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What’s the deal with Blockchain?

[10 minute read]

“I’ve come up with a set of rules that describe our reactions to technologies:

  1. Anything that is in the world when you're born is normal and ordinary and is just a natural part of the way the world works.
  2. Anything that's invented between when you're 15 and 35 is new and exciting and revolutionary and you can probably get a career in it.
  3. Anything invented after you're 35 is against the natural order of things.”

- Douglas Adams

Speaking as someone who’s been in stage #3 for a long time now, I’ve been somewhat befuddled by speed of the emergence in trends like Blockchain, Non-Fungible Tokens (NFTs), and now Decentralized Autonomous Organizations (DAOs).

What I do understand is that the big theme in technology right now is a tsunami of decentralization. The infrastructure underlying a great deal of this is blockchain. There have been half a million new publications on blockchain in the past two years alone. And I’ve successfully avoided reading almost all of them. So this very quick piece will be aimed at my own ashamed and uninformed level.

Having now dug a little deeper, the blockchain debate is almost religious in fervor. Some advocates believe that half of the world’s assets can be “tokenized” and put on the blockchain. While others argue it’s mostly hype: a glorified database technology that’s a less scalable version of Google (spread) Sheets. This makes it tough to do our job of trying to avoid the infinitely crowded opinion space, and focus on the realities on the ground.

Stepping back for a second- what is blockchain? A blockchain is a database that is shared across a network of computers. Once a record has been added to the chain, it is immutable. To ensure all the copies of the database are the same, the network makes constant checks. Fabricio Santos is famous for the “glass box” metaphor:

“Imagine a huge vault from a bank. The vault is filled with rows of unlabeled deposit boxes. However, each deposit box has a glass facade, allowing everyone to visualize the contents of the deposit box, but not access it. When a person opens a new deposit box, it receives a key that is unique to that box. Making a copy of the key does not duplicate the contents of the box. And in the same way, even though you have the key, the box is not technically yours. You only have the ability to access what’s inside of it.”

To be clear, in this example, the digital asset, like an NFT or cryptocurrency, is what’s inside the box, the box infrastructure itself is blockchain. It’s primarily a business model innovation, not a speculative asset.

To its advocates, the core benefits of blockchain are decentralization, cryptographic security, transparency, and immutability. On an “Invest Like The Best” podcast this week, Andreesen Horowitz General Partner Chris Dixon ran through the potential applications and labels blockchain as a “new capability of the internet itself.” He compares it to a new public infrastructure for the web.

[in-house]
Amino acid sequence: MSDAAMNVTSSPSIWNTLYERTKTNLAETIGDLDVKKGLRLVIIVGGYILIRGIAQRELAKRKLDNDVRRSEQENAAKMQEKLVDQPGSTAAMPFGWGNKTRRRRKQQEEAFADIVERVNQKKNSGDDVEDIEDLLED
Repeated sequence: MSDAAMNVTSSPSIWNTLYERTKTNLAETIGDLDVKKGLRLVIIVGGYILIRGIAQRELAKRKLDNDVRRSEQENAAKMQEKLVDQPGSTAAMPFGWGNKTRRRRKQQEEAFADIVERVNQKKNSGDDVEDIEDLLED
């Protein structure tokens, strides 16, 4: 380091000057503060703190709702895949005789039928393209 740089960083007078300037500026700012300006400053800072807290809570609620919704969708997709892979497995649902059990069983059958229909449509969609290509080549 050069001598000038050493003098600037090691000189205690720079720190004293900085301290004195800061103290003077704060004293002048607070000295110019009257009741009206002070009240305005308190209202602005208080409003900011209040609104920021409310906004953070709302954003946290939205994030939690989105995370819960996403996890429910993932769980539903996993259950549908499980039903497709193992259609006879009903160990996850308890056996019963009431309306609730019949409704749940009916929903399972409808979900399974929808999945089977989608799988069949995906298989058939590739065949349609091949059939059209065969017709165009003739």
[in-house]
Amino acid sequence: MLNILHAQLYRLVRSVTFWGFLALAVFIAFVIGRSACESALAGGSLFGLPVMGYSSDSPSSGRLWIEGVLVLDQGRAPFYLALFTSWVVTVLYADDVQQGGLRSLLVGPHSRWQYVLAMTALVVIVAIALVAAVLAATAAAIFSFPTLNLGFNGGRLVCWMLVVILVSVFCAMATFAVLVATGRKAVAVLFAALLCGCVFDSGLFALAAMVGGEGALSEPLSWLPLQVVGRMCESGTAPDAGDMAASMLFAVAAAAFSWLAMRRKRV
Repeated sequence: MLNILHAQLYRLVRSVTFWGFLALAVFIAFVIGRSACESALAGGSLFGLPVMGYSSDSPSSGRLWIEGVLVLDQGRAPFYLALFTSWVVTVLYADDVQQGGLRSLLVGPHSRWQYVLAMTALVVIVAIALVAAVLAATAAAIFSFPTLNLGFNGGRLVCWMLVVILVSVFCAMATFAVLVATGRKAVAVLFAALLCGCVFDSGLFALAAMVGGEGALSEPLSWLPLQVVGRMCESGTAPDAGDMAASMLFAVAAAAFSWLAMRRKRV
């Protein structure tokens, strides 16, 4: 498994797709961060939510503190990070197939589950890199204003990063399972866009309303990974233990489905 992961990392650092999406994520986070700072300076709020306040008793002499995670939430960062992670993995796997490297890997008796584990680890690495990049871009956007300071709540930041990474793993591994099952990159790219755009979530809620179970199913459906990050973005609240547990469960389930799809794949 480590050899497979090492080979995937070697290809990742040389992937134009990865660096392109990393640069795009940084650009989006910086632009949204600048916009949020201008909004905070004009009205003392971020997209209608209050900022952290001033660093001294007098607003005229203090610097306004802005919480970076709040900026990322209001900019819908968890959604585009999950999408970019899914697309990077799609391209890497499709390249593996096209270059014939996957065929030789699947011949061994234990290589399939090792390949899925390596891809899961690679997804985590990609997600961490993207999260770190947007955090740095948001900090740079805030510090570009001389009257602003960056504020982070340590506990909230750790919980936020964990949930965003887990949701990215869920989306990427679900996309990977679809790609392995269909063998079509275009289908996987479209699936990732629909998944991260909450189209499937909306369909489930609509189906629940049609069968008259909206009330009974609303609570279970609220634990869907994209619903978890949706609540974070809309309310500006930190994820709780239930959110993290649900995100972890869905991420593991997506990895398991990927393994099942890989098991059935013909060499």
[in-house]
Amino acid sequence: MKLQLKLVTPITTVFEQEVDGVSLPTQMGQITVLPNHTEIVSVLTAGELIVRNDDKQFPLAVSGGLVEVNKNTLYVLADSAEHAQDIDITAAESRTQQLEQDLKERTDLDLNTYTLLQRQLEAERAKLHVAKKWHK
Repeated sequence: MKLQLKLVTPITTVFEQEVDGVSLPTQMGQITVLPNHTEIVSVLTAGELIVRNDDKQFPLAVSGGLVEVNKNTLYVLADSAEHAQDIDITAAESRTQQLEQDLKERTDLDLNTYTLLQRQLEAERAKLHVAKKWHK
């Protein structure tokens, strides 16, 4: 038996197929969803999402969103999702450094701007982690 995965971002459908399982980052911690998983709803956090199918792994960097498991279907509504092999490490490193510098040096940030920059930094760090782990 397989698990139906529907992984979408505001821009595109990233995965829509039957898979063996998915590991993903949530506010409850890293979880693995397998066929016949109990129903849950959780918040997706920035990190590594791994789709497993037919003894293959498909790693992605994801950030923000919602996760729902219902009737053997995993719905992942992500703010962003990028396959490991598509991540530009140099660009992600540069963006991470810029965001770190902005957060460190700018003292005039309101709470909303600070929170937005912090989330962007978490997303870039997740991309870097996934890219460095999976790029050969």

Up until this point, blockchain had struck me more as a solution looking for a problem. A podcast I circulated a few weeks ago from McKinsey had concluded that the likely path to adoption was top-down. You either needed an authoritarian government or a dominant industry player. That’s…. somewhat ironic for a decentralizing technology? The third option is obviously compelling business cases, and that is what now seems to be emerging. CB Insights projects blockchain spending to increase fourfold from $4.3 billion in 2020 to $16 billion in 2023.

But what’s happening right now? Gartner’s “3 Blockbuster Blockchain Trends in 2021” identifies supply chain and Decentralized Finance (De-Fi) as the two key growth drivers.

Supply chain makes a great deal of obvious sense. As the world simultaneously deglobalizes and complexifies, sleeker supply chain management is going to become essential. Gartner also makes the shrewd observation that demands for more responsible investing are going to increase pressures on suppliers to show ethically defensible sourcing practices. Daimler is now using blockchain to track carbon emissions across its entire supply chain. There are also practical cost-saving applications: Wal-Mart now has a lot of their food suppliers on the blockchain. They can now determine the provenance of a single mango in 2 seconds rather than 7 days. This is a huge advantage in areas like leafy greens, where food-borne outbreaks can cost them tens of millions in blanket recalls.

Blockchain is especially useful for verifying and transferring. Hence, finance has a very direct potential benefit. Capital markets post-trade settlement and regulatory reporting could be significantly streamlined. Ninety percent of major European and North American banks are experimenting and investing in blockchain (Source: Deutsche Bank Research). Direct lending can also be potentially improved with rapid approval turnaround.